Abstract

With greater importance given to the climate change debate, energy has slowly attracted the complete attention of the whole world. As a matter of fact, the main strategies identified by international bodies and institutions aimed at addressing the climatic issues faced by our planet constantly involve energy: both in terms of reducing the use of sources that increase emissions, and in terms of using them more efficiently. The energy sector can be roughly divided into renewable energy, on the one hand, and fossil fuels, on the other. The former category is at the core of all the main international agreements regarding climate change and current environmental concerns: the increasing exploitation of renewable energy sources has become an urgent matter and a possible route to reach this goal is to facilitate trade and exchange in renewable energy goods, services, and technologies, through trade liberalization. Another possible route to achieve the global goal of reducing CO2 emissions and protect the environment requires a diminished use of fossil fuels, such as coal and oil. As far as petroleum is concerned, the relevant market is completely controlled by a few actors, gathered in the Organization of Petroleum Exporting Countries (OPEC), which set prices and quotas as they please. It is clear from this picture that a central and fundamental role is played by international trade rules. Trade liberalization in renewable energy needs to be consistent with international trade rules, and so do OPEC’s practices. As we will see in section 2, energy is not explicitly covered by the Agreements of the World Trade Organization (WTO), which makes interpretation of this sector extremely important. Section 3 focuses on the possibility to use and interpret WTO Agreements in favor of the deployment and diffusion of renewable energies, in order to contribute to mitigation of and adaptation to climate change. Measures supporting this form of energy are often considered to be inconsistent with WTO rules. This is because the exceptions that would allow the WTO system to justify such measures are usually applied in a textualist manner. After displaying the main provisions and the existing case law, we will draw some conclusions on the possibility of an evolving interpretation thereof, allowing smoother and easier trade in renewable energy. Section 4 will then argue OPEC’s production quotas compliance with the rules and principles established by the WTO. As a matter of fact, international institutions and agreements — such as the WTO and its framework — are designed to provide the stability and predictability necessary for economic growth, and OPEC’s monopoly and control over oil prices undermines the stability and transparency of the market for oil. Challenging such monopoly is necessary to level the playing field where all energy sources compete. In particular, as OPEC’s production quotas are here questioned, a WTO dispute involving quotas will be used for comparison.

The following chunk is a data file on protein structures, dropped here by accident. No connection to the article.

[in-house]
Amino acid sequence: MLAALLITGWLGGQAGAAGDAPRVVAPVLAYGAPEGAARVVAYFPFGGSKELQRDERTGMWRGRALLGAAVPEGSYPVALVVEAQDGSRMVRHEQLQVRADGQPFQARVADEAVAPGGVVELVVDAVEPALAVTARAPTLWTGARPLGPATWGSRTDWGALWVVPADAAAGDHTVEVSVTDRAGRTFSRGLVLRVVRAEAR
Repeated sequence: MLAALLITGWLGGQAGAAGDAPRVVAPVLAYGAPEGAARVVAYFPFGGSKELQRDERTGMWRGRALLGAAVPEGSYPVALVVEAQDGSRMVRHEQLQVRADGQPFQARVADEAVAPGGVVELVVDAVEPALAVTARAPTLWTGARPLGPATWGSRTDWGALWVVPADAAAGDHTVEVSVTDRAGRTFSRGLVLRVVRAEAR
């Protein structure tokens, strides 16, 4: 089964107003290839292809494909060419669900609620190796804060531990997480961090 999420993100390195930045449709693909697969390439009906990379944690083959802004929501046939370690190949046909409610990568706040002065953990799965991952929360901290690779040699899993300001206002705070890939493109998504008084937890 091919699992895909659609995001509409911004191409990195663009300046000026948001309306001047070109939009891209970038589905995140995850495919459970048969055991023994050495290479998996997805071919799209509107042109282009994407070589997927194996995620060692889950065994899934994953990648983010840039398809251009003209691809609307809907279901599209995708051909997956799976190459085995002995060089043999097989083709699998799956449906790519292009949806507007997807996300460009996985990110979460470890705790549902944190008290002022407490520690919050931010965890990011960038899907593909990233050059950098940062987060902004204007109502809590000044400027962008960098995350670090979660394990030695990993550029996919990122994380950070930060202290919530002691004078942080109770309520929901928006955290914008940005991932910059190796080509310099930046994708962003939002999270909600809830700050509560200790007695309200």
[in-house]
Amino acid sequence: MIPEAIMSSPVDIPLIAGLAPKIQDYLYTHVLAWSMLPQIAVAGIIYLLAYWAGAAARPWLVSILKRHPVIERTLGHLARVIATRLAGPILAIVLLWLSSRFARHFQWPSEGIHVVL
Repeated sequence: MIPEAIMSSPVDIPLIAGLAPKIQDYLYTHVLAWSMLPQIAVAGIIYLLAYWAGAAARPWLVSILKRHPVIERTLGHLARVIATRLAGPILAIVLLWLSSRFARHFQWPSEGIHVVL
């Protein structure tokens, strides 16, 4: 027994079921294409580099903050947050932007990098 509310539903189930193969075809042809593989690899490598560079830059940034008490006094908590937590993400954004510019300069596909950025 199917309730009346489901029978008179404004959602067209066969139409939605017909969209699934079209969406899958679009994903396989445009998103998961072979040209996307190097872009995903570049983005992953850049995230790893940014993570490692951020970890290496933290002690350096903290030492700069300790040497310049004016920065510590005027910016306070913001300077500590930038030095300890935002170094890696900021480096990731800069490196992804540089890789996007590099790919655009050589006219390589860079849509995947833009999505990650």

Full Paper
Paolo Davide Farah
Founder, President and Director
Elena Cima
Research Associate

Summary

With greater importance given to the climate change debate, energy has slowly attracted the complete attention of the whole world. As a matter of fact, the main strategies identified by international bodies and institutions aimed at addressing the climatic issues faced by our planet constantly involve energy: both in terms of reducing the use of sources that increase emissions, and in terms of using them more efficiently. The energy sector can be roughly divided into renewable energy, on the one hand, and fossil fuels, on the other. The former category is at the core of all the main international agreements regarding climate change and current environmental concerns: the increasing exploitation of renewable energy sources has become an urgent matter and a possible route to reach this goal is to facilitate trade and exchange in renewable energy goods, services, and technologies, through trade liberalization. Another possible route to achieve the global goal of reducing CO2 emissions and protect the environment requires a diminished use of fossil fuels, such as coal and oil. As far as petroleum is concerned, the relevant market is completely controlled by a few actors, gathered in the Organization of Petroleum Exporting Countries (OPEC), which set prices and quotas as they please. It is clear from this picture that a central and fundamental role is played by international trade rules. Trade liberalization in renewable energy needs to be consistent with international trade rules, and so do OPEC’s practices. As we will see in section 2, energy is not explicitly covered by the Agreements of the World Trade Organization (WTO), which makes interpretation of this sector extremely important. Section 3 focuses on the possibility to use and interpret WTO Agreements in favor of the deployment and diffusion of renewable energies, in order to contribute to mitigation of and adaptation to climate change. Measures supporting this form of energy are often considered to be inconsistent with WTO rules. This is because the exceptions that would allow the WTO system to justify such measures are usually applied in a textualist manner. After displaying the main provisions and the existing case law, we will draw some conclusions on the possibility of an evolving interpretation thereof, allowing smoother and easier trade in renewable energy. Section 4 will then argue OPEC’s production quotas compliance with the rules and principles established by the WTO. As a matter of fact, international institutions and agreements — such as the WTO and its framework — are designed to provide the stability and predictability necessary for economic growth, and OPEC’s monopoly and control over oil prices undermines the stability and transparency of the market for oil. Challenging such monopoly is necessary to level the playing field where all energy sources compete. In particular, as OPEC’s production quotas are here questioned, a WTO dispute involving quotas will be used for comparison.